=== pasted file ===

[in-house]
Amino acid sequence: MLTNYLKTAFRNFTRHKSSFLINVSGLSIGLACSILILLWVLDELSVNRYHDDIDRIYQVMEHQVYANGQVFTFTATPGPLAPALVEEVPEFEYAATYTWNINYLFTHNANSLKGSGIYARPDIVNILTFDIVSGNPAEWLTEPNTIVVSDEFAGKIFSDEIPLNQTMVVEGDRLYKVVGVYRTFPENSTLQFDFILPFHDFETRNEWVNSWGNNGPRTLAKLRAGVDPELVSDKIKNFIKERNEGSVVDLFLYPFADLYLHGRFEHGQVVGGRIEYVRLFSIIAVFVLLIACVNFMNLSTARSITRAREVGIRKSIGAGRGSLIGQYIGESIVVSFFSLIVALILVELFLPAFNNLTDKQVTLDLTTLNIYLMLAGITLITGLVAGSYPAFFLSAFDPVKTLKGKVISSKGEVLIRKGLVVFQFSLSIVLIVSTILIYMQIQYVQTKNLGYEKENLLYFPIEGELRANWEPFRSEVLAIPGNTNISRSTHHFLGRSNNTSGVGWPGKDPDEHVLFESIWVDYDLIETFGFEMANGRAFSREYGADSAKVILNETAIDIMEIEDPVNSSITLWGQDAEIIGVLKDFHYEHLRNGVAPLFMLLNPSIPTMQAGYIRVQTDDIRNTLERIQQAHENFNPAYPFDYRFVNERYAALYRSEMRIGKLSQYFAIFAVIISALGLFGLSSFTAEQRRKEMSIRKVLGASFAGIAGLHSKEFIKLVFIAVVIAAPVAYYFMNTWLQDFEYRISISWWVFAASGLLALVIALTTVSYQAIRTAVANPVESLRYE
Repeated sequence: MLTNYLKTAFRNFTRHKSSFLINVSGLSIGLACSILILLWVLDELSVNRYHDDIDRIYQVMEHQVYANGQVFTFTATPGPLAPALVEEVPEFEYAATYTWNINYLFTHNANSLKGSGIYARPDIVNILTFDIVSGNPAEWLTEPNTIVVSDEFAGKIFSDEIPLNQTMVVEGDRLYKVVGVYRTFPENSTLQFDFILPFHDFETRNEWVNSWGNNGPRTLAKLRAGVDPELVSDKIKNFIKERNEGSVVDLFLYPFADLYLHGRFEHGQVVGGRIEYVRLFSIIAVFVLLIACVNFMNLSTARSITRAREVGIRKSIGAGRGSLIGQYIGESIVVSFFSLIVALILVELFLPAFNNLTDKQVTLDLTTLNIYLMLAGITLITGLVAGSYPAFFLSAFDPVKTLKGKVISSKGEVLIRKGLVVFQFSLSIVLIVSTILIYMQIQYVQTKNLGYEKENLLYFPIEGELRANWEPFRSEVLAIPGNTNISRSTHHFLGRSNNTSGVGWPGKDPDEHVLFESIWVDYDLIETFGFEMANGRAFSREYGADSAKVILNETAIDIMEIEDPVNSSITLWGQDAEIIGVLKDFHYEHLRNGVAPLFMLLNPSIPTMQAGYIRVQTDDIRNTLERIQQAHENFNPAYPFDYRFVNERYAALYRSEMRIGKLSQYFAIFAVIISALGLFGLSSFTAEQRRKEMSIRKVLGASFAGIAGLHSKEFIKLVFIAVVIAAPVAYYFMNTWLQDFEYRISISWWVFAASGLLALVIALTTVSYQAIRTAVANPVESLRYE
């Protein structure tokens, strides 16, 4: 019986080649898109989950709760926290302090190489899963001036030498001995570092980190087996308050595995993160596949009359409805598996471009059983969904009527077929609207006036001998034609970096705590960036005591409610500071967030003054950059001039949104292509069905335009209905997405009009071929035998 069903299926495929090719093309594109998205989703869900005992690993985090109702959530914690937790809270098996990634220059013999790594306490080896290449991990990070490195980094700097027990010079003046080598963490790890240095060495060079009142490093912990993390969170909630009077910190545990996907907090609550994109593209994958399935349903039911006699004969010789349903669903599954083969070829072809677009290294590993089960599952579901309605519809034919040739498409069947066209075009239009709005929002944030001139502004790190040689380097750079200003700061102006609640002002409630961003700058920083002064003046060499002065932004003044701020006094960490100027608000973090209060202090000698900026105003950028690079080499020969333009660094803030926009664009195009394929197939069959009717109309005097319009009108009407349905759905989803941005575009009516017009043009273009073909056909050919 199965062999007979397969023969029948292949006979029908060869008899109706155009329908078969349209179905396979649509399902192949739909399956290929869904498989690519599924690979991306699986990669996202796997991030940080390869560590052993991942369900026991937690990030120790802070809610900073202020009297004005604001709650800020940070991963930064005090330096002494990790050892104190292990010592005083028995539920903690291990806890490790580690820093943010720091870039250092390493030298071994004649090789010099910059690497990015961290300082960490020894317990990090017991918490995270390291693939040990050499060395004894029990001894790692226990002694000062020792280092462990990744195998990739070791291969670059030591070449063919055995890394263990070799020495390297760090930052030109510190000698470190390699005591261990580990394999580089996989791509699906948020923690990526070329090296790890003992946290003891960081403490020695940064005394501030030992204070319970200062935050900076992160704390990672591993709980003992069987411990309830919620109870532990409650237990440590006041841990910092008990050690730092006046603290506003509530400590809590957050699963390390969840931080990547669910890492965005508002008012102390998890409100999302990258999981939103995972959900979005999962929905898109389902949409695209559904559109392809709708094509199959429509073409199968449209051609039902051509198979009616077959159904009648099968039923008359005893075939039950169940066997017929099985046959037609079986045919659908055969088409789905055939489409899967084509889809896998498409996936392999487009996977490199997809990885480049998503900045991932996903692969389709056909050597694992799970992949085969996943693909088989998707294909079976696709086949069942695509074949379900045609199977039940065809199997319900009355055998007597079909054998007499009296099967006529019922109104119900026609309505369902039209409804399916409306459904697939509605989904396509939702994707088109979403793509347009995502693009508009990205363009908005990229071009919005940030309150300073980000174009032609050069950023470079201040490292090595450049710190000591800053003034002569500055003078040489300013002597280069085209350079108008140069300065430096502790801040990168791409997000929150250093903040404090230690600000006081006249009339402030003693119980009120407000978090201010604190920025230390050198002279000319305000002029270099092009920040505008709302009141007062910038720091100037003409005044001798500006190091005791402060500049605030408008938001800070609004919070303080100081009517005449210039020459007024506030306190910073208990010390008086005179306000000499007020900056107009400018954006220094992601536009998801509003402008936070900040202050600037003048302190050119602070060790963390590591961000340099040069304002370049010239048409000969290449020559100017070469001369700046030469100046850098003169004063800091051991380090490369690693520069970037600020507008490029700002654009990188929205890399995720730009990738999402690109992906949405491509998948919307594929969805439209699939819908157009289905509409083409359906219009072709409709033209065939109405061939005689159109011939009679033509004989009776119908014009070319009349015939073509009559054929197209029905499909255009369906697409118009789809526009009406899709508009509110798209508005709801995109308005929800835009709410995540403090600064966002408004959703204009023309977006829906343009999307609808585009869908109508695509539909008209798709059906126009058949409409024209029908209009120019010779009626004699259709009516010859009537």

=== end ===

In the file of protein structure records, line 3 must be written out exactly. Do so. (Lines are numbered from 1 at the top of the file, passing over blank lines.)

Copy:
Repeated sequence: MLTNYLKTAFRNFTRHKSSFLINVSGLSIGLACSILILLWVLDELSVNRYHDDIDRIYQVMEHQVYANGQVFTFTATPGPLAPALVEEVPEFEYAATYTWNINYLFTHNANSLKGSGIYARPDIVNILTFDIVSGNPAEWLTEPNTIVVSDEFAGKIFSDEIPLNQTMVVEGDRLYKVVGVYRTFPENSTLQFDFILPFHDFETRNEWVNSWGNNGPRTLAKLRAGVDPELVSDKIKNFIKERNEGSVVDLFLYPFADLYLHGRFEHGQVVGGRIEYVRLFSIIAVFVLLIACVNFMNLSTARSITRAREVGIRKSIGAGRGSLIGQYIGESIVVSFFSLIVALILVELFLPAFNNLTDKQVTLDLTTLNIYLMLAGITLITGLVAGSYPAFFLSAFDPVKTLKGKVISSKGEVLIRKGLVVFQFSLSIVLIVSTILIYMQIQYVQTKNLGYEKENLLYFPIEGELRANWEPFRSEVLAIPGNTNISRSTHHFLGRSNNTSGVGWPGKDPDEHVLFESIWVDYDLIETFGFEMANGRAFSREYGADSAKVILNETAIDIMEIEDPVNSSITLWGQDAEIIGVLKDFHYEHLRNGVAPLFMLLNPSIPTMQAGYIRVQTDDIRNTLERIQQAHENFNPAYPFDYRFVNERYAALYRSEMRIGKLSQYFAIFAVIISALGLFGLSSFTAEQRRKEMSIRKVLGASFAGIAGLHSKEFIKLVFIAVVIAAPVAYYFMNTWLQDFEYRISISWWVFAASGLLALVIALTTVSYQAIRTAVANPVESLRYE